The Postcard Post: Kary Lee

This month, Sub It Club welcomes an author/illustrator who I first met via a webinar and then was lucky enough to meet in real life at the SCBWI Summer Conference. Now I have the pleasure of introducing Kary Lee to you!

Kary Lee wrote and illustrated her first picture book the summer before third grade; an action-adventure/fantasy. When she wasn’t creating books she directed screenplays in her back yard. After college it was onto a career in graphic design. Upon a promotion to art director, she realized the illustrators were having all the fun and took a leap of faith, jumping to the other side of the desk. Receiving a portfolio showcase award at her first SCBWI LA conference set the stage for her transition. Kary got her break with Perfection Learning publishing a few educational readers followed by her first trade book, DIZZY, a Mom’s Choice award winner. Kary’s current project is a picture book dummy, ODD OTTO (a lonely orangutan afraid of heights) and pursuing an agent!

1 made a friend
“I made a friend!”

She lives in Washington State, sharing her studio with an old yellow lab, Sunny. Actively involved with SCBWI as the Illustrator Coordinator for Inland Northwest, she keeps connected with the publishing world and her creative tribe.

How do you choose the image(s) for a postcard?
It depends. If it’s my general marketing mailer, then I will use something from my current portfolio or new work that I have just finished.

2 The Chase 2
“The Chase” postcard front.
3 the chase back 2
“The Chase” postcard back.

If I am promoting a specific book or event, then the image will be directly related. For example, I have work hanging in an SCBWI exhibit at the Washington State Convention center. So my recent postcard promo was that illustration on the front with event and a call-to-action on the back.*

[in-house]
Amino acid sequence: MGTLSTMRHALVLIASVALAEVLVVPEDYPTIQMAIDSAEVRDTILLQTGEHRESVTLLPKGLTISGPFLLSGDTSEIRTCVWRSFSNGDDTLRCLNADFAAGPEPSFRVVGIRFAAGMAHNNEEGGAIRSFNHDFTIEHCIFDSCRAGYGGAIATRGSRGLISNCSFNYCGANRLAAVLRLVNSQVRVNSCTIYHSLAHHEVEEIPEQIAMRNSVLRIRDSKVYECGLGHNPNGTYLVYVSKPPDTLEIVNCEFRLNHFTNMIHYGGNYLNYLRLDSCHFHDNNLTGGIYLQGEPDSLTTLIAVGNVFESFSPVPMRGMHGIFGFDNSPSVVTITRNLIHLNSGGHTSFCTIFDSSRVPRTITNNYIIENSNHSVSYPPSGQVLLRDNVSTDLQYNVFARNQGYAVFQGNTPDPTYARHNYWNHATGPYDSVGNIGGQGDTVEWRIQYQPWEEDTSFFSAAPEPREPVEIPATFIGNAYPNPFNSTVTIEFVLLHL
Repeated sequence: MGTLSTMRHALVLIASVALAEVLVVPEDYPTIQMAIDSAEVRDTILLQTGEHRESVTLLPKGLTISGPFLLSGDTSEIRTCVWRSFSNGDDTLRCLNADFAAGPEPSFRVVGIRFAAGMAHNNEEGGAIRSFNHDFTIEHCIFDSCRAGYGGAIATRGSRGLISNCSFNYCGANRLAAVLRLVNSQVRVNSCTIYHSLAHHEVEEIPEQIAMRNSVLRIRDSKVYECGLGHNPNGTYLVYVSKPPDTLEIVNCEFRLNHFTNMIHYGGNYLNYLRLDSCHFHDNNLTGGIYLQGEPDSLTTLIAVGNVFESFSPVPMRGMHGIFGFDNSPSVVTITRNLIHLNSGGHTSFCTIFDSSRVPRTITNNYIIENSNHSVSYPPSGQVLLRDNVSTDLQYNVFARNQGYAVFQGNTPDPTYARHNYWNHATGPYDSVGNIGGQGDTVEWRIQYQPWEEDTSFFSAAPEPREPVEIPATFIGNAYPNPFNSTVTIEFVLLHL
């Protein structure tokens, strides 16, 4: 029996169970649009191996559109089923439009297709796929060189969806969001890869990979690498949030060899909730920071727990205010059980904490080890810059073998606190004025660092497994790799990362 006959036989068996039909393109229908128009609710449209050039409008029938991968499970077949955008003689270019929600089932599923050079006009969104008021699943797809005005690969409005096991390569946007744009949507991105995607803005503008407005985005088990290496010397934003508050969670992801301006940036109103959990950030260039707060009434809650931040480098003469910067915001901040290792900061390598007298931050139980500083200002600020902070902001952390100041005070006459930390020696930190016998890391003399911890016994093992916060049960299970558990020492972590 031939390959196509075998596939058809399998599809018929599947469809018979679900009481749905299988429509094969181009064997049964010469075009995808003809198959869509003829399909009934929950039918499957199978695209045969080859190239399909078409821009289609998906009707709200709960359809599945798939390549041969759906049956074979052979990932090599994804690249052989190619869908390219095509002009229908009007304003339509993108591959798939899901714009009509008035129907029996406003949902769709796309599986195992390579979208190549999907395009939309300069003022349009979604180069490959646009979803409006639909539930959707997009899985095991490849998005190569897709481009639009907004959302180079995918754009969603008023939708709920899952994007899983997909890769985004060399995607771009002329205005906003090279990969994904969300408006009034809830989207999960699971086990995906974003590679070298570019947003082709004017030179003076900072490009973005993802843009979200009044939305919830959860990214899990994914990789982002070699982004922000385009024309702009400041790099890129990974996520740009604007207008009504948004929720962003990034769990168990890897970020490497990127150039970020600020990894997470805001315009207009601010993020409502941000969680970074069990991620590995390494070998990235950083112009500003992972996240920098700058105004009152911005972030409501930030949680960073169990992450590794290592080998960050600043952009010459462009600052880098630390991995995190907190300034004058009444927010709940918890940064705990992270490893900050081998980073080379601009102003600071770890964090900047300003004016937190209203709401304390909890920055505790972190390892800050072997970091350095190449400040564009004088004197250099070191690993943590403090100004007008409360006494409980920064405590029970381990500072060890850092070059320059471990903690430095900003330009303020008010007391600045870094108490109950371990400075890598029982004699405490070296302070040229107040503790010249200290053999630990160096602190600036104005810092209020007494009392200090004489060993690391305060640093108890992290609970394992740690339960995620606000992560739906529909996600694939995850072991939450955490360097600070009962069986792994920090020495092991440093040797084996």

*Great way to get your postcard to multi-task!

4 Promo July 16 front
“The Window Girl” promotional postcard front.
5 Convention Center back
Promotional postcard back with a “call to action.”

Do you prefer text on the front of the postcard with the image or do you prefer all text on the back of the postcard?
I’ve done both, but my current strategy is to reserve the front for an image with my signature and copyright symbol. The only exception is my website address centered at the bottom (careful to not dominate the art).

6 Charliepc
Postcard front with image and minimal graphics.

Do you create illustrations specifically for your self-promotion pieces?
In a perfect world, I would love to. But, there’s always too much going on. So I cheat, applying some of my advertising tactics. I have different backs that I can switch out depending on my goal. For example, the front image of the postcard showing “The Window Girl,” I re-used for my recent LA conference promo, switching out the back with general information.

7 Promo July 16 back
Alternate postcard back for “The Window Girl.”

In addition, “The Window Girl” image was featured on the front page of my portfolio at the conference. My strategy was to reach everyone on my mailing list three times with the same image creating continuity to strengthen my brand. And, I will send out a follow up of the same card, potentially a fourth hit. That reminds me, it’s time to get that one in the mail!*
*Your branding strategy is very interesting. We’re hearing more and more about taking concrete steps to create a brand.

Some illustrators create a series of postcards and send them out over time. Do you create a series or stand-alone images?
Mostly stand-alone images. But, if I am promoting a book or event, then I may do a separate marketing campaign where a series would go out over a tighter timeline for continuity.

How often do you send out postcards?